Gut Overview

The Gut

Did you know the human body hosts around 100 trillion microorganisms? This thriving ecosystem inside your gut is called your microbiome.  Our bodies are quite simply a host environment for bacteria. They use us for their own purposes. The molecules produced by the DNA of these bacteria have significant impact on our health.

Our microbiome has been linked to everything from obesity to autism, cancer to autoimmune and allergic disorders and even heart disease and diabetes. Our gut flora also serves a vital purpose in stimulating the body’s immune system, especially immunoglobulin A (Secretory IgA), representing the first line of immune defence.  Sec IgA accounts for approximately 80% of our total immunity, keeping us healthy by suppressing or warding off bacterial, fungal, parasitic and viral pathogens (germs) and toxins, and preventing them from spreading or penetrating through the gut wall to cause infection or disease.  Beneficial flora further plays a part in the digestion and absorption of food and nutrients, such as fermenting soluble fibre into short-chain fatty acids, synthesising B vitamins, and so on.

Human health, digestion, immune function and metabolic balance depend upon maintaining colonies of good bacteria. Some people consider the gut flora to constitute an “organ” in its own right. An imbalance in the gut flora leading to the overgrowth of harmful bacteria and yeast in the gut is known as dysbiosis. Many people believe that dysbiosis lies at the root of many serious health complaints such as irritable bowel syndrome (IBS), chronic fatigue, eczema, multiple sclerosis, rheumatoid arthritis and depression, and other mental disorders, and this is common among individuals with autism. It is vital that gut integrity, health and function are optimized for the brain to remain protected and allow it to function to it’s full capacity.

There are many factors that can upset the delicate balance of the gut flora in our gastrointestinal (GI) tract:

  • Our modern lifestyle and high processed carbohydrate and sugar laden diet
  • Immune system dysfunction with low sec IgA production
  • Frequent use of antibiotics
  • Changes in gut pH
  • Insufficient fibre within the diet
  • Overgrowth of yeast, particularly Candida species
  • Food allergies
  • Non-steroidal anti-inflammatory drugs, such as ibuprofen
  • Parasitic infection
  • Viral infection
  • Excessive stress
  • Excessive toxins including heavy metals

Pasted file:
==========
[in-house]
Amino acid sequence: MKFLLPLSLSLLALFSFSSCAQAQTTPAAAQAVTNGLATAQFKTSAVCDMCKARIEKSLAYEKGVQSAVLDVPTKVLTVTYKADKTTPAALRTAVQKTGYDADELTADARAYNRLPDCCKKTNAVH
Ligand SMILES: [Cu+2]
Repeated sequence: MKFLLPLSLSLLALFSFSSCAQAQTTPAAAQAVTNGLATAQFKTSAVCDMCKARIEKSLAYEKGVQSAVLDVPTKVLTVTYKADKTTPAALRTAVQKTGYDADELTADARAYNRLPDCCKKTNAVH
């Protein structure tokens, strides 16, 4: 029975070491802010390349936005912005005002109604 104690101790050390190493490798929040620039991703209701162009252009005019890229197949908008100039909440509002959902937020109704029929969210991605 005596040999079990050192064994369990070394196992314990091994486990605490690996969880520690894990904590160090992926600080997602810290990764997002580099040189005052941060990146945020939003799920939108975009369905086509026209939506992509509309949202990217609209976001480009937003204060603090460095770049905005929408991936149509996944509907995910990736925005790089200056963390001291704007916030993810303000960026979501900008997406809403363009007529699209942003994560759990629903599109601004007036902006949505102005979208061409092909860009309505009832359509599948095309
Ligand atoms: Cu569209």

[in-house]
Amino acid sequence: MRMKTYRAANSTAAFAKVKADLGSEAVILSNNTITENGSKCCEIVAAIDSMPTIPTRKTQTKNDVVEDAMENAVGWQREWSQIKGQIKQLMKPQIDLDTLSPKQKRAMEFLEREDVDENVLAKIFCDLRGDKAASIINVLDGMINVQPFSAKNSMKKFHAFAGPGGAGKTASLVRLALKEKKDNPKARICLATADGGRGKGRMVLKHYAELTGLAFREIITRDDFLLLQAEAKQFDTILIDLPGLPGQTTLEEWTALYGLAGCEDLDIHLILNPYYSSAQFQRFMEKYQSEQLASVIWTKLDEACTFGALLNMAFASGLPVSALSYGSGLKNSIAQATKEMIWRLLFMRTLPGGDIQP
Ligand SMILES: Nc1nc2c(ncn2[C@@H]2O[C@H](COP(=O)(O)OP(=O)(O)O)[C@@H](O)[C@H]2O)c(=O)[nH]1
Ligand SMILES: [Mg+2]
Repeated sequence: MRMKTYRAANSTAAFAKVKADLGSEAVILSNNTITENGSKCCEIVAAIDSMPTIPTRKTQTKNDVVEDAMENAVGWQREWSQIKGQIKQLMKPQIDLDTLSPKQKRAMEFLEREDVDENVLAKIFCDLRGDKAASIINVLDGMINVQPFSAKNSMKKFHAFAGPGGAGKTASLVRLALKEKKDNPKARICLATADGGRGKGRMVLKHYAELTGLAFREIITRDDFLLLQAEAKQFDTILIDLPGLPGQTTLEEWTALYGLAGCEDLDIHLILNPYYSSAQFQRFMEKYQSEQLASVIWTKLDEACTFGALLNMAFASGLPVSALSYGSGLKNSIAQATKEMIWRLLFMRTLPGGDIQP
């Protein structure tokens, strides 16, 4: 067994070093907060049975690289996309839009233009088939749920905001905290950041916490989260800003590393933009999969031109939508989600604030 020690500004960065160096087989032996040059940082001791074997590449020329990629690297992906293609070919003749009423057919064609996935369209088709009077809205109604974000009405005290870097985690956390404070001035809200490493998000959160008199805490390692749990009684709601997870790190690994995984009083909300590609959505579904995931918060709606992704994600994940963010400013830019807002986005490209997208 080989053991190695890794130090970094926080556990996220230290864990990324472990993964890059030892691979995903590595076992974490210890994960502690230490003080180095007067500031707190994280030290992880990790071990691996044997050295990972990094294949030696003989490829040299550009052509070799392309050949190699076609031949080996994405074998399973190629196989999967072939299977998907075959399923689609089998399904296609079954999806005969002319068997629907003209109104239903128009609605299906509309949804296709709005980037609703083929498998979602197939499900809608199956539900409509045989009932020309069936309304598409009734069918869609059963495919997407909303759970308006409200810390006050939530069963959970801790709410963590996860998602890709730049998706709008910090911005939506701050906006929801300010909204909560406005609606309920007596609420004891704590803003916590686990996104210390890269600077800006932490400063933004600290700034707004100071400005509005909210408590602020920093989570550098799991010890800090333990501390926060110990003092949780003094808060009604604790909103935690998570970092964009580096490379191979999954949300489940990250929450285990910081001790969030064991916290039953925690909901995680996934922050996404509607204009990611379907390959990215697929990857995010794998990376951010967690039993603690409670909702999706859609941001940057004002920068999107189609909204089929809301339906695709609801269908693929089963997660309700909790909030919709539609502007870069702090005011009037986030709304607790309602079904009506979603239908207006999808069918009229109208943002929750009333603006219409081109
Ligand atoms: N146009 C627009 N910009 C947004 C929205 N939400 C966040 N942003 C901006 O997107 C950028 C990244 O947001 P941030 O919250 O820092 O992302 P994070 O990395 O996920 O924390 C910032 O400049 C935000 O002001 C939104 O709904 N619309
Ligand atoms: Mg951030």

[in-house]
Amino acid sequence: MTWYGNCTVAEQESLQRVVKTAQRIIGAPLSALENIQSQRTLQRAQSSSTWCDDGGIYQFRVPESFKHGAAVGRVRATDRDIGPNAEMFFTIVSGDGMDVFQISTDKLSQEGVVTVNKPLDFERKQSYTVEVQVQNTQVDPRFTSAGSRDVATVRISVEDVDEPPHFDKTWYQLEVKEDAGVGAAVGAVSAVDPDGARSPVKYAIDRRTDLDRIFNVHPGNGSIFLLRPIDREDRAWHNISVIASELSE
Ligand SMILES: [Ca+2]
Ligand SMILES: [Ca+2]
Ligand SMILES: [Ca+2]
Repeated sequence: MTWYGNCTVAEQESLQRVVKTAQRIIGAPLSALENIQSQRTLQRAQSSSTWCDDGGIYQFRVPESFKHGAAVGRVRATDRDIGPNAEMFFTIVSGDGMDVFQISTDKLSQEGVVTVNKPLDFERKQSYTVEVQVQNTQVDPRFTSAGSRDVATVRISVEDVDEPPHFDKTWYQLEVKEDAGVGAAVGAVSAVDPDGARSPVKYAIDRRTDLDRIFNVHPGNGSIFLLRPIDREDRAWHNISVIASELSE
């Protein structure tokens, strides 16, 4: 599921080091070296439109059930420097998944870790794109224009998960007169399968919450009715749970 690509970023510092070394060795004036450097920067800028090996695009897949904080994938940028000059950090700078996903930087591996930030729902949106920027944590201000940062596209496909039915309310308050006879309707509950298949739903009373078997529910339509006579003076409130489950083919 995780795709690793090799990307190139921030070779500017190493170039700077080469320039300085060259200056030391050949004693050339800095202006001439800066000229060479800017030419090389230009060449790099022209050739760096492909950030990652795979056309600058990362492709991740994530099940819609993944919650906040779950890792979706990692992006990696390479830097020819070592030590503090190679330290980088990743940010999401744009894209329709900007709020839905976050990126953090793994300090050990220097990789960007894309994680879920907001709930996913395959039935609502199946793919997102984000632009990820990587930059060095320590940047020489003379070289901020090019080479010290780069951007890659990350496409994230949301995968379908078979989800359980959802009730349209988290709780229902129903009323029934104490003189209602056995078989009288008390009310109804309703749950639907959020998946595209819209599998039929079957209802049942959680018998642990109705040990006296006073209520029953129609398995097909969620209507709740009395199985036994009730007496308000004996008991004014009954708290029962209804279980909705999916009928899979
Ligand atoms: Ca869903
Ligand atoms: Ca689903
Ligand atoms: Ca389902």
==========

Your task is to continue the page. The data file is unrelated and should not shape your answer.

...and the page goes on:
Another factor is the existence of biofilms:

A biofilm is a thin mucous membrane, secreted by often detrimental microorganisms, to protect them from being detected by the host and is much like plaque on your teeth. It protects detrimental organisms from being cleared from the gut by the immune system and anti-bacterial agents in food and drugs, causes inflammation and lowers nutrient absorption.

People with dysbiosis typically have several of the following symptoms:

  • Diarrhoea
  • Constipation
  • Foul-smelling stools
  • Particularly light or dark stools
  • Mucus present in the stool
  • Increased intestinal permeability, or leaky gut
  • Undigested food in the stool
  • Parasites
  • Dysbiosis
  • Biofilm presence
  • Increased gut derived toxicity and detoxification impairments
  • Bloating/abdominal distension
  • Increased flatulence (wind)
  • Bad breath
  • Sugar cravings
  • Inadequate enzyme function, especially enzymes that break down proteins into amino acids (called proteases)
  • Disturbed pH levels – either too alkaline or too acidic
  • Inadequate hydrochloric acid production in the stomach (vital for a number of digestive and metabolic processes)
  • Secretory IgA disturbances and inflammation
  • Poor digestion and absorption of nutrients – low levels of amino acids, essential fatty acids, minerals, vitamins and trace elements
  • High levels of proprionic acid released by bad bacteria (proprionic acid has been found to cause autistic behaviour in rats)
  • Elevated levels of arabinose – an indicator of candidiasis
  • The presence of pathogenic bacteria such as streptococcal, staphylococcal and clostridial species and yeasts (especially Candida).

So the functioning of the gut is linked with the food you eat, the stress you’re under, the efficiency of your immune system and, the balance of gut flora. Anything that seems out of the ordinary means that something is awry and should be investigated by a qualified professional. Inflammation and damage to the lining of the gut may create leaky gut syndrome resulting in increased intestinal permeability and a thicker biofilm, lining the surface of the gut.

The critical discovery of our microbiome and its implications for influencing many of the diseases of the 21st century provides novel treatments involving changing our diets and the use of pre-and probiotics to shift the gut ecosystem into a health-promoting balance.

At TACGA we specialize in treating a range of conditions associated with the gut flora, including IBS, IBD, Leaky Gut, SIBO, dysbiosis, chronic illnesses and autism. For more information on these, please see the various sections on our website.

We are only as healthy as our gut bacteria.